Staff Pick Dilemma

by Mario Mattei on July 18, 2011

During May and June, IGVP community members uploaded some great work. However we do have a dilemma. I've worked closely with all the staff on these decisions and especially close with one member, Joshua Smith, who has been volunteering lots of time and working closely with me in a variety of ways. He will be joining the staff officially as well, but more on that later...

Firstly, the Little Town of Bethlehem and Through the Eyes of Hope movie trailers nail our mission and vision for visual peacemaking. Both of these documentaries focus on the Israeli and Palestinian conflict, but avoid the common demonizing of one side or the other. Both show Israelis and Palestinians working for the common good of their shared humanity through peaceful conflict resolution.  These documentaries take us beyond the surface, and remind us that we are talking about real people, real families, and real children.

As a staff we feel that both of these works need to be recognized, but we can't award them the staff pick award because they are only trailers; we want to award full works. However, because we understand they can't upload their feature length documentaries we do want to show you where you can buy them.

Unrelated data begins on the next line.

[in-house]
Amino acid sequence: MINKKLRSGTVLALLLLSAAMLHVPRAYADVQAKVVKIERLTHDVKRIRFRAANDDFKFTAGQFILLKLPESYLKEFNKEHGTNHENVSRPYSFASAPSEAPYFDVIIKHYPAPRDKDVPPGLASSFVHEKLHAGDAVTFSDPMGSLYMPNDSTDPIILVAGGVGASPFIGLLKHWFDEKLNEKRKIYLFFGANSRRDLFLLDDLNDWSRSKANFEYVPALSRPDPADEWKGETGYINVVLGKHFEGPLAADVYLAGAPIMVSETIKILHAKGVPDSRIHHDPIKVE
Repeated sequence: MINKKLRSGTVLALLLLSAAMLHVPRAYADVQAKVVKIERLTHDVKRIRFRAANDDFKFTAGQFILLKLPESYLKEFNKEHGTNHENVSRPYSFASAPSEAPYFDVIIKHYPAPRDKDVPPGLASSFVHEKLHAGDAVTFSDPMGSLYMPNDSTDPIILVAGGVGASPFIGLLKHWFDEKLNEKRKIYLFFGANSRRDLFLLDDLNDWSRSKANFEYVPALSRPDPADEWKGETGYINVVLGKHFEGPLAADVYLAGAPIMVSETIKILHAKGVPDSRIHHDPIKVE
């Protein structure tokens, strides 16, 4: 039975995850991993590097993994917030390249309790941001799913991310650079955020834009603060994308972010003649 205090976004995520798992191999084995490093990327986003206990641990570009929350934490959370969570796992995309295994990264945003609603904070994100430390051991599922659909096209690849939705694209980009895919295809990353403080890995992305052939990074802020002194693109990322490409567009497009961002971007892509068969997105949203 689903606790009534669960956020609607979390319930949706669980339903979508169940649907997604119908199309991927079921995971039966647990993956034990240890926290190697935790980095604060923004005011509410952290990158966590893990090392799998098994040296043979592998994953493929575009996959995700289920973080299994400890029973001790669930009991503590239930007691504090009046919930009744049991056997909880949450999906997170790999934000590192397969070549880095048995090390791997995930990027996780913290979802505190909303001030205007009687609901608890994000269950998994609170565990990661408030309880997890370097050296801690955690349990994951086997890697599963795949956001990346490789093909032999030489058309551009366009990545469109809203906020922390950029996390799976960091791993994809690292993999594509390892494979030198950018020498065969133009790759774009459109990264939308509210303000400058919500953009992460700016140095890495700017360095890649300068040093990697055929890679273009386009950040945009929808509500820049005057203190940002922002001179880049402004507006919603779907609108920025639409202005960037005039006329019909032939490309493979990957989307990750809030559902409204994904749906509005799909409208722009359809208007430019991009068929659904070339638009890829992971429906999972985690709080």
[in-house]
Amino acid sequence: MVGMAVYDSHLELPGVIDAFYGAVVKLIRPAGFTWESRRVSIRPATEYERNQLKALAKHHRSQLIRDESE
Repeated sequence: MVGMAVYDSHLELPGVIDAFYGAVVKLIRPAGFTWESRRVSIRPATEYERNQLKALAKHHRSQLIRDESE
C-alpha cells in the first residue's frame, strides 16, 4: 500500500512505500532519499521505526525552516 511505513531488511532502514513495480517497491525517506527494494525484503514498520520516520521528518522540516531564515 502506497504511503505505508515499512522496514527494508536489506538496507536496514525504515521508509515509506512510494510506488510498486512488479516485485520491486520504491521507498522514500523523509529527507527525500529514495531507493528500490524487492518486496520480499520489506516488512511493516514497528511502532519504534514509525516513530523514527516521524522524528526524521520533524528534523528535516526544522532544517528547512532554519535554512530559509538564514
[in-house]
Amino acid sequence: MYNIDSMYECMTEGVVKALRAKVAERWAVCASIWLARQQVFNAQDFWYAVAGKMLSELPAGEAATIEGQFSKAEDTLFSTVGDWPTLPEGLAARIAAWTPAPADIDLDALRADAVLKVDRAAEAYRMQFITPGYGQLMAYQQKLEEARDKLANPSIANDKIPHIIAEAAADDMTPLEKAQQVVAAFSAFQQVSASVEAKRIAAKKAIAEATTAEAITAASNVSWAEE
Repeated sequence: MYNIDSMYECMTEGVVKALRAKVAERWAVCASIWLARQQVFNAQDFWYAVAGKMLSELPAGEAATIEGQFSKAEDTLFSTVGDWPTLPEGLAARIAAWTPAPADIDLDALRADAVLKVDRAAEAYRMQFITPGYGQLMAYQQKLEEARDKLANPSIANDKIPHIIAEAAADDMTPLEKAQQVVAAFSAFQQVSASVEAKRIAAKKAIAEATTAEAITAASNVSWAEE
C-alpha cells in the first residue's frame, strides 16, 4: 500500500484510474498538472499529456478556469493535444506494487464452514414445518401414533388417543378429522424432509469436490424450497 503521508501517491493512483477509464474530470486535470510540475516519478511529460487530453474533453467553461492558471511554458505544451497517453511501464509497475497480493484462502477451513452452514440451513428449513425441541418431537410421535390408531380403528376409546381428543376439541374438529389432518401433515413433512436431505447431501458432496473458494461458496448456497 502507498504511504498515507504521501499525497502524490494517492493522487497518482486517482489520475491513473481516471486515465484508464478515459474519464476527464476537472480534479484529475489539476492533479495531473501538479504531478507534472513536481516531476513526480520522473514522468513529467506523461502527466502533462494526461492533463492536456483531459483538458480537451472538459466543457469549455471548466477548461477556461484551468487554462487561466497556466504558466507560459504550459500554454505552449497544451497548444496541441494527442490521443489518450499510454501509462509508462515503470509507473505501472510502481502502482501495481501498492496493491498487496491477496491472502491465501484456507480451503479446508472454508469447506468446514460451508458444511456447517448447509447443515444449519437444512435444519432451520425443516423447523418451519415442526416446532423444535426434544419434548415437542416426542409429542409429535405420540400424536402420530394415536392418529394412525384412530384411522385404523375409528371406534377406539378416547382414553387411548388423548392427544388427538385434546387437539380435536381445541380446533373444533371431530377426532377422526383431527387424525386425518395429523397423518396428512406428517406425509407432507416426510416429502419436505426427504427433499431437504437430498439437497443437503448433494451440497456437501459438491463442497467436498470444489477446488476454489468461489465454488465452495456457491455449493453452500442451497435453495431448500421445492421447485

Little Town of Bethlehem

Through the Eyes of Hope

Our dilemma this month is that no other galleries or documentaries really meet the requirements for the Staff Pick Award. The Staff Pick Award is reserved to highlight exceptional work that is both well crafted and exemplifies the unique goals of visual peacemaking. See About Us & 10 How To's for Visual Peacemaking.

Kelvin Brown uploaded a powerful humanitarian story, The Road to Freedom; I encourage you to watch it. Good storytelling, executed very well through a multimedia slideshow. Yet, as a staff we still didn't feel that the story hit close enough to IGVP's unique mission to award it. There is hope in this story---Enza is helping abused women in South Africa. This is an important story that needs to be told, but does it uniquely exemplify visual peacemaking? 

We can discuss this as a community. Refer to the 10 How To's for Visual Peacemaking and leave your comments below.